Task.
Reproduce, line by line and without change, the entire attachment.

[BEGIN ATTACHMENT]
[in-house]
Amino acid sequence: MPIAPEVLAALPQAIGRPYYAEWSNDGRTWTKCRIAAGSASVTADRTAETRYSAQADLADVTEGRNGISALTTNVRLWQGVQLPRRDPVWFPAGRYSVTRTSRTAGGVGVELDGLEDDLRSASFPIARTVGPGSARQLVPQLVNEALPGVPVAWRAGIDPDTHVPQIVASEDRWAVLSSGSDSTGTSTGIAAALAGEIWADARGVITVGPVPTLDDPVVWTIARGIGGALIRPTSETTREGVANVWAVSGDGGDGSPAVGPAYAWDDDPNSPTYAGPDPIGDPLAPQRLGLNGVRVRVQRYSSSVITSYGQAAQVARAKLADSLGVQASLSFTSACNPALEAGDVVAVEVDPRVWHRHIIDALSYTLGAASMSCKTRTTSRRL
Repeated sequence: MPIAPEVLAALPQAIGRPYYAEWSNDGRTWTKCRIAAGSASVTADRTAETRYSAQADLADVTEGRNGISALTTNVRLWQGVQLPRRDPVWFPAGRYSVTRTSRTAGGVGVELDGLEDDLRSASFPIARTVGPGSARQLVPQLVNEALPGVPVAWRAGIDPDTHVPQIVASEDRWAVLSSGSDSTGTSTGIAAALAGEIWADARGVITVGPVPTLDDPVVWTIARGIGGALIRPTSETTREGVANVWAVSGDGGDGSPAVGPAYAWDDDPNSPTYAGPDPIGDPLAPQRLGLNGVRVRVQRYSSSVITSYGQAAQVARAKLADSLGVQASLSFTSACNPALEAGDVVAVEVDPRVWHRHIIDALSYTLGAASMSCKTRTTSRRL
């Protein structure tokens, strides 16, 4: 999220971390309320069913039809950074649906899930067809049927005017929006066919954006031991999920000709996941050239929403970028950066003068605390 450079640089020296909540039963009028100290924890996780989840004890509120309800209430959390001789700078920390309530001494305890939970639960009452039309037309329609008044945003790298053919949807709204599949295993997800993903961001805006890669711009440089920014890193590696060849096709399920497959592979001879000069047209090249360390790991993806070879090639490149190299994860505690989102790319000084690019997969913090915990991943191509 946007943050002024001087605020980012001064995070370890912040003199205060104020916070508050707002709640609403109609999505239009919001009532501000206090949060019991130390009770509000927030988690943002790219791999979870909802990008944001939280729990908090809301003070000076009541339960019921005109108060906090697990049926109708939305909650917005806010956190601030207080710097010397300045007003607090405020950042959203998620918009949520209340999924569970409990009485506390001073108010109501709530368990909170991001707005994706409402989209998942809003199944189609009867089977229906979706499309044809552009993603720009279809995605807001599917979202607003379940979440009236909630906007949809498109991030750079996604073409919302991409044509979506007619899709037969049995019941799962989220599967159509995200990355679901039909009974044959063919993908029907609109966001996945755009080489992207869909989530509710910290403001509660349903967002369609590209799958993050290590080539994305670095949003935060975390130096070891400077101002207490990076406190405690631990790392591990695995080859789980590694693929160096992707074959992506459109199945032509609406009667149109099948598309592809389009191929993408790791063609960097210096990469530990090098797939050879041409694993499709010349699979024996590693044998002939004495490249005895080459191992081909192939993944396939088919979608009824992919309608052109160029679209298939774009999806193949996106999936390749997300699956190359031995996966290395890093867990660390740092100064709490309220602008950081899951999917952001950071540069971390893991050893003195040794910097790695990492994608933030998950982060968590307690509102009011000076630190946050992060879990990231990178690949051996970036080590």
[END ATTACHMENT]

[in-house]
Amino acid sequence: MPIAPEVLAALPQAIGRPYYAEWSNDGRTWTKCRIAAGSASVTADRTAETRYSAQADLADVTEGRNGISALTTNVRLWQGVQLPRRDPVWFPAGRYSVTRTSRTAGGVGVELDGLEDDLRSASFPIARTVGPGSARQLVPQLVNEALPGVPVAWRAGIDPDTHVPQIVASEDRWAVLSSGSDSTGTSTGIAAALAGEIWADARGVITVGPVPTLDDPVVWTIARGIGGALIRPTSETTREGVANVWAVSGDGGDGSPAVGPAYAWDDDPNSPTYAGPDPIGDPLAPQRLGLNGVRVRVQRYSSSVITSYGQAAQVARAKLADSLGVQASLSFTSACNPALEAGDVVAVEVDPRVWHRHIIDALSYTLGAASMSCKTRTTSRRL
Repeated sequence: MPIAPEVLAALPQAIGRPYYAEWSNDGRTWTKCRIAAGSASVTADRTAETRYSAQADLADVTEGRNGISALTTNVRLWQGVQLPRRDPVWFPAGRYSVTRTSRTAGGVGVELDGLEDDLRSASFPIARTVGPGSARQLVPQLVNEALPGVPVAWRAGIDPDTHVPQIVASEDRWAVLSSGSDSTGTSTGIAAALAGEIWADARGVITVGPVPTLDDPVVWTIARGIGGALIRPTSETTREGVANVWAVSGDGGDGSPAVGPAYAWDDDPNSPTYAGPDPIGDPLAPQRLGLNGVRVRVQRYSSSVITSYGQAAQVARAKLADSLGVQASLSFTSACNPALEAGDVVAVEVDPRVWHRHIIDALSYTLGAASMSCKTRTTSRRL
């Protein structure tokens, strides 16, 4: 999220971390309320069913039809950074649906899930067809049927005017929006066919954006031991999920000709996941050239929403970028950066003068605390 450079640089020296909540039963009028100290924890996780989840004890509120309800209430959390001789700078920390309530001494305890939970639960009452039309037309329609008044945003790298053919949807709204599949295993997800993903961001805006890669711009440089920014890193590696060849096709399920497959592979001879000069047209090249360390790991993806070879090639490149190299994860505690989102790319000084690019997969913090915990991943191509 946007943050002024001087605020980012001064995070370890912040003199205060104020916070508050707002709640609403109609999505239009919001009532501000206090949060019991130390009770509000927030988690943002790219791999979870909802990008944001939280729990908090809301003070000076009541339960019921005109108060906090697990049926109708939305909650917005806010956190601030207080710097010397300045007003607090405020950042959203998620918009949520209340999924569970409990009485506390001073108010109501709530368990909170991001707005994706409402989209998942809003199944189609009867089977229906979706499309044809552009993603720009279809995605807001599917979202607003379940979440009236909630906007949809498109991030750079996604073409919302991409044509979506007619899709037969049995019941799962989220599967159509995200990355679901039909009974044959063919993908029907609109966001996945755009080489992207869909989530509710910290403001509660349903967002369609590209799958993050290590080539994305670095949003935060975390130096070891400077101002207490990076406190405690631990790392591990695995080859789980590694693929160096992707074959992506459109199945032509609406009667149109099948598309592809389009191929993408790791063609960097210096990469530990090098797939050879041409694993499709010349699979024996590693044998002939004495490249005895080459191992081909192939993944396939088919979608009824992919309608052109160029679209298939774009999806193949996106999936390749997300699956190359031995996966290395890093867990660390740092100064709490309220602008950081899951999917952001950071540069971390893991050893003195040794910097790695990492994608933030998950982060968590307690509102009011000076630190946050992060879990990231990178690949051996970036080590």